Monday, February 5 2001
Everyone in my company walks around shooting sidelong glances as if they are nearing the end of the amount of time they can continue holding their breath. People try to ignore one another as they pass in the corridors. Nobody from HR gives anyone eye contact, though they're still full of cheery hellos. Welcome to the dotcom workplace in post-apocalyptic 2001!
Before deciding what to do next, everybody in my company is waiting around for end-of-the-year bonuses, which are supposedly imminent any day now. Nobody wants to leave until those bonuses arrive. After that, who knows what will happen?
Adding further stress to this situation is a pending "mandatory company meeting" which will take place tomorrow afternoon somewhere off site. Whatever that meeting is about, it can't possibly be good.
Later this afternoon, the other shoe dropped. We, the company, were told (in an unexpected moment of candor) that another fraction of our numbers would be laid off before tomorrow's meeting in a further effort to keep promises made to Wall Street. Once that email went out, dark clouds of suppressed panic really started gathering, completely negating the beautiful warm day outside. I don't think much work was done after that email went out. For my part, as I piddled around with the new XML-generating "user object," all I really wanted to do was pack up my cubicle and not have anything left for tomorrow should that be my final day. What's the point in working hard if it stands a good chance of being for naught?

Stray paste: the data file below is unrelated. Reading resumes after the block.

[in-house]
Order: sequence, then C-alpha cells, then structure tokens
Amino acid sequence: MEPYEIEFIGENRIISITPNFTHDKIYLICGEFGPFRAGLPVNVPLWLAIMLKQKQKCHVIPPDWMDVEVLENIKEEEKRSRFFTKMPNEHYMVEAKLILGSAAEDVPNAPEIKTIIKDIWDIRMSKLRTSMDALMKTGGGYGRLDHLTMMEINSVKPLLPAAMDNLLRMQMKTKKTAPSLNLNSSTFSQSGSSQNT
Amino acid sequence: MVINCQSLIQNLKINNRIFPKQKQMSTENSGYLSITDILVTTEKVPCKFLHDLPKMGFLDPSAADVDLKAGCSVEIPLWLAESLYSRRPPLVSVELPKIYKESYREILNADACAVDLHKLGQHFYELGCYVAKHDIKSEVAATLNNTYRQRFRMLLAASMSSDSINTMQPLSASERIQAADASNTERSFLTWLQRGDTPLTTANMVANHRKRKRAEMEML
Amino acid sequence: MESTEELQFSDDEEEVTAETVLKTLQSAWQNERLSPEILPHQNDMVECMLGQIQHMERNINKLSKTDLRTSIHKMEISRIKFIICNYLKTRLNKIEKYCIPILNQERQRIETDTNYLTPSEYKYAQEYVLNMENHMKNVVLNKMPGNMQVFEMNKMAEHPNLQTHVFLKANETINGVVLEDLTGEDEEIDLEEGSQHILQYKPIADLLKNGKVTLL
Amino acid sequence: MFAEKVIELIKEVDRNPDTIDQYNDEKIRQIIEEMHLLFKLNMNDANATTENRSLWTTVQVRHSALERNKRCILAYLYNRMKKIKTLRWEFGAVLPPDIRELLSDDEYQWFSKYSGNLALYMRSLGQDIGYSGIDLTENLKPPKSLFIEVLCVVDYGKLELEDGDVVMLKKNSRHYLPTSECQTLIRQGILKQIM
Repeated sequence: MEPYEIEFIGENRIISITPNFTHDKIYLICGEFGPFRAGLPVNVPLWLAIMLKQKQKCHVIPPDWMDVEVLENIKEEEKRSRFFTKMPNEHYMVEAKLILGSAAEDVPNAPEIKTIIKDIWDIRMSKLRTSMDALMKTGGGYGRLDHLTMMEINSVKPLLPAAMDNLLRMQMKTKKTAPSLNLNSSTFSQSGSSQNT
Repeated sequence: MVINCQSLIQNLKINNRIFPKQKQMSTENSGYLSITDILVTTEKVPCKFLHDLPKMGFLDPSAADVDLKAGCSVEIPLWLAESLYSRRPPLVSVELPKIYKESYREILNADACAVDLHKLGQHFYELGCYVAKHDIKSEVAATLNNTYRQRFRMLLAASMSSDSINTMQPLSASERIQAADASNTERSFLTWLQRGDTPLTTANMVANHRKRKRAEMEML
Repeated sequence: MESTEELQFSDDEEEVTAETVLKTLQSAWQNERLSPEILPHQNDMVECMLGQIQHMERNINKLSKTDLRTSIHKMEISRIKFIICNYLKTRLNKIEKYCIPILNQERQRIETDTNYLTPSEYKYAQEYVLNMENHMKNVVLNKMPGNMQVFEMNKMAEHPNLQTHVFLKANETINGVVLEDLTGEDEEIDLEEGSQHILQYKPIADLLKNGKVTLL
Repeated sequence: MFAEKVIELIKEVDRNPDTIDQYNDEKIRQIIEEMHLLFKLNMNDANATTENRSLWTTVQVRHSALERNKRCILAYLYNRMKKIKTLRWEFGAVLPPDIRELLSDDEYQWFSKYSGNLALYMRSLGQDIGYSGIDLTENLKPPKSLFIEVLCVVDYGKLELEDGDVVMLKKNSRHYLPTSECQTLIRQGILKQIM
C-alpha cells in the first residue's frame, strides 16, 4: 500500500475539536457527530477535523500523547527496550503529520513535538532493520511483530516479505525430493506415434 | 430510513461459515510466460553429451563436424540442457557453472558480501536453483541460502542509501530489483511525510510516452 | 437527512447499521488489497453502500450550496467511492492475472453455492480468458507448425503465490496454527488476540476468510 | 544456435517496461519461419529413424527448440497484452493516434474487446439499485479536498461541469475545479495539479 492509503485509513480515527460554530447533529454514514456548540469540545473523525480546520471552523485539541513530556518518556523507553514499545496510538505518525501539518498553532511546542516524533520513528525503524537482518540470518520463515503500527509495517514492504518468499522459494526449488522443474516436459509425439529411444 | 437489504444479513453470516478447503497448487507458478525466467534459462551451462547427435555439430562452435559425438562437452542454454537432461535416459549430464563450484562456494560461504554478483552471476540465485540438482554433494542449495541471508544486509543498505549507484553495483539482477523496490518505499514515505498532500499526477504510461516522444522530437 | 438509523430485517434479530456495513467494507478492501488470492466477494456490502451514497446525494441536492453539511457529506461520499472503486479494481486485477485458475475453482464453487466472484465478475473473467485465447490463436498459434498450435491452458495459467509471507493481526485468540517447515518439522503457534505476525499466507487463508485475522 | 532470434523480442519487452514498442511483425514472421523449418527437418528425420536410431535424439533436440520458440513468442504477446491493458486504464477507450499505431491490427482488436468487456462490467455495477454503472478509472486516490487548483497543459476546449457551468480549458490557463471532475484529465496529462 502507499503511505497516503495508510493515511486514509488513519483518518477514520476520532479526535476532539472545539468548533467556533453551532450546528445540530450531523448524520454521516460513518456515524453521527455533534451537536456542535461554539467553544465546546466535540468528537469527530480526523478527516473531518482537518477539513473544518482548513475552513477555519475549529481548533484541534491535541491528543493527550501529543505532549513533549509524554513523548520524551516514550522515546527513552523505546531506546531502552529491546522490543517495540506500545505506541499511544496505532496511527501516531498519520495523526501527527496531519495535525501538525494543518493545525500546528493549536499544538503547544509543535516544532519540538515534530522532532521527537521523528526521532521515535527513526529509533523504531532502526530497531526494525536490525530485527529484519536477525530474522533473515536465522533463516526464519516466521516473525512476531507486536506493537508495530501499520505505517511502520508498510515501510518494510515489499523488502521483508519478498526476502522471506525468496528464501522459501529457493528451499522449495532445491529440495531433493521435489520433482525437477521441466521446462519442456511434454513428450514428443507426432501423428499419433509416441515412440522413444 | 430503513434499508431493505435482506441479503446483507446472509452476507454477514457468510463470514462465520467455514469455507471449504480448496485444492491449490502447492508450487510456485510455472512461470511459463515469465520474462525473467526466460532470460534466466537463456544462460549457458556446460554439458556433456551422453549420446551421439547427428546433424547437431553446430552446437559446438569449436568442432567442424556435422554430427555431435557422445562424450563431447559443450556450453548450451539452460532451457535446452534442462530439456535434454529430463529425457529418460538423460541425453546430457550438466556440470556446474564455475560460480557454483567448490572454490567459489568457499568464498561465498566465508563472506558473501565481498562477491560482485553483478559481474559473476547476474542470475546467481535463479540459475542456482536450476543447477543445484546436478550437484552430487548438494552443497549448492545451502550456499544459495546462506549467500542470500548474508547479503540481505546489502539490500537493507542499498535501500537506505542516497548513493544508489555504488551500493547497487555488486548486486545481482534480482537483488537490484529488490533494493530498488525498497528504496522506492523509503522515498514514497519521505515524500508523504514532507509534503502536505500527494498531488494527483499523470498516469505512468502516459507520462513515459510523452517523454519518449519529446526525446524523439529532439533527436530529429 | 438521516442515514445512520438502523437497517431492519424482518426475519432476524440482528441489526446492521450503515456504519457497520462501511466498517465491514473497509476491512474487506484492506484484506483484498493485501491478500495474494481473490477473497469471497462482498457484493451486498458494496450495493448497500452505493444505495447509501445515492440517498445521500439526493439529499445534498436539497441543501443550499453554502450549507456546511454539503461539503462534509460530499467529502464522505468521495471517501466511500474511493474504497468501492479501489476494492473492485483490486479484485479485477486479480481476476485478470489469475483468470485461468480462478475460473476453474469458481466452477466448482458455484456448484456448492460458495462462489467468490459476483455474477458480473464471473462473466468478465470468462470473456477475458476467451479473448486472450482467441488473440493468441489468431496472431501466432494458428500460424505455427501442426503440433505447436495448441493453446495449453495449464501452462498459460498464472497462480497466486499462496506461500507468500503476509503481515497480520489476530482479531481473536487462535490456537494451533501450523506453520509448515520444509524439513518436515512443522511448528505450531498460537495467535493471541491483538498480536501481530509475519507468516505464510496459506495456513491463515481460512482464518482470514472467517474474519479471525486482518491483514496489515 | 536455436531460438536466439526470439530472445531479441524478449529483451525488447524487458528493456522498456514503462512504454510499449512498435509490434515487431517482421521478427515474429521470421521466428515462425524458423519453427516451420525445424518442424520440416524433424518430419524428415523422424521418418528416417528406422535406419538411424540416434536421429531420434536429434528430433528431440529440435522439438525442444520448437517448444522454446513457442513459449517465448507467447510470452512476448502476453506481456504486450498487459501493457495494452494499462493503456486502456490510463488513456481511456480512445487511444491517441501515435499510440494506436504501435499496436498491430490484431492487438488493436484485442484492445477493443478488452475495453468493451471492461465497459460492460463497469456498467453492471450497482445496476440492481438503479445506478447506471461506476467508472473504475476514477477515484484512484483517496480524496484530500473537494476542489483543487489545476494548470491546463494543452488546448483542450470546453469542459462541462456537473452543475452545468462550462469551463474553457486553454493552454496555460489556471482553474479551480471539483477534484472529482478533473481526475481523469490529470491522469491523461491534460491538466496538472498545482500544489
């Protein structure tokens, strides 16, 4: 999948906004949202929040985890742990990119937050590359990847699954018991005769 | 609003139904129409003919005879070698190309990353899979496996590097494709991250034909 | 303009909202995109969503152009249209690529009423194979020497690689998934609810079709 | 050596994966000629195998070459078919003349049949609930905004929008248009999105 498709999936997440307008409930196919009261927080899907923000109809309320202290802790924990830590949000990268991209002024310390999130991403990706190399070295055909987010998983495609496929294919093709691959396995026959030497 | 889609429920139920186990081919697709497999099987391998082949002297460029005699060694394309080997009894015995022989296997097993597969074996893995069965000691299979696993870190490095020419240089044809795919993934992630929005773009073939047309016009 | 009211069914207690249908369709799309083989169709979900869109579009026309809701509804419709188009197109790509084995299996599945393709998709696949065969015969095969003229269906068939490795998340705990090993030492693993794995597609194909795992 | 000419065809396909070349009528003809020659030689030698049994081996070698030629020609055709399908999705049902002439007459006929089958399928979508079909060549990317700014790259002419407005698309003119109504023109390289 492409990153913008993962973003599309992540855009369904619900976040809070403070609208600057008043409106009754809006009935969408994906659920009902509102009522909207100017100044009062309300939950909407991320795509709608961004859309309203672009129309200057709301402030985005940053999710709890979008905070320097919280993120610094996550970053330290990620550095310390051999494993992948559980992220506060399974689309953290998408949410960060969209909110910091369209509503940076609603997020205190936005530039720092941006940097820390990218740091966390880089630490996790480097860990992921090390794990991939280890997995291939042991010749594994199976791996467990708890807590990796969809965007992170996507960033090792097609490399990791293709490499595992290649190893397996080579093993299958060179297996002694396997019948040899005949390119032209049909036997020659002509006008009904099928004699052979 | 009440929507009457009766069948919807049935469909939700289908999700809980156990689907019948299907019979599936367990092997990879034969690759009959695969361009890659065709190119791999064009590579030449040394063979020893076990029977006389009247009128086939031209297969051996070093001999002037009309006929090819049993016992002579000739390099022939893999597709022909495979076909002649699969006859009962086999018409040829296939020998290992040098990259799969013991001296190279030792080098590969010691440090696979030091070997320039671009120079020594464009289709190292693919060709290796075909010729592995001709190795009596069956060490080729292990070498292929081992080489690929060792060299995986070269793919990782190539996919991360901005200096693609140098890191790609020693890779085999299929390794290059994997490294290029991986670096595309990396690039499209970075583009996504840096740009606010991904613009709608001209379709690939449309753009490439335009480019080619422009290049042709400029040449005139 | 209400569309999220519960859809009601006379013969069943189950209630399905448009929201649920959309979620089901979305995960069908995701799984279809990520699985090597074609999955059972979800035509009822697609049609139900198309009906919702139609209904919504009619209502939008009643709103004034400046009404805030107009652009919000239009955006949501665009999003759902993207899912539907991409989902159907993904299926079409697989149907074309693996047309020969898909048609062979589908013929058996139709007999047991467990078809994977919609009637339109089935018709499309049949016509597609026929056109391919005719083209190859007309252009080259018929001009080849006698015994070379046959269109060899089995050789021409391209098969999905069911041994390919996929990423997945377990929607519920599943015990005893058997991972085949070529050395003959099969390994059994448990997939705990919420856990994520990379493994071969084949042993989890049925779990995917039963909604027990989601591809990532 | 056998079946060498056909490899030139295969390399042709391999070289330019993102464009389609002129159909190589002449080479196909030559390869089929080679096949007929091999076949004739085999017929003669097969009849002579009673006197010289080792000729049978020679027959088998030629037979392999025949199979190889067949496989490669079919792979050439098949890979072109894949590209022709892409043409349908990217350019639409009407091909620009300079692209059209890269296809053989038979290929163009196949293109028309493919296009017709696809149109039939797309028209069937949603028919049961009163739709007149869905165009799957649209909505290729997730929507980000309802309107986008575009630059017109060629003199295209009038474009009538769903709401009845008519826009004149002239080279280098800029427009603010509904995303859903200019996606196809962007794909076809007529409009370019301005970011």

Of course, it would be completely irrational to lay me off, I'm one of very few developers left on staff and my departure would surely kill off the UK subsidiary in an instant. But my experience with this company is that it never does anything in a rational way. Since I don't represent the status quo and I'm nobody's drinking buddy, I feel vulnerable. Further complicating matters, I don't have any US-based boss except the grand-CTO, who used to be the CTO for a much bigger company and was far too important, I thought, to so much as know my name. Today, though, he looked me in the eye and said my name, which made me feel a little better. Still, Jesus this shit is stressful. It's the kind of stress that makes you, for example, completely forget about your sexual frustration.
I came home and talked to Chun and John about the situation, and they were very sympathetic. Times are also tough at Chun's workplace (a dotcom over in the San Fernando Valley). Everyone in this industry is tightening their belts, updating their resumés, drinking heavily and taking lots of drugs. Jim Beam had a lot to do with my attitude as I wrote this entry for example.
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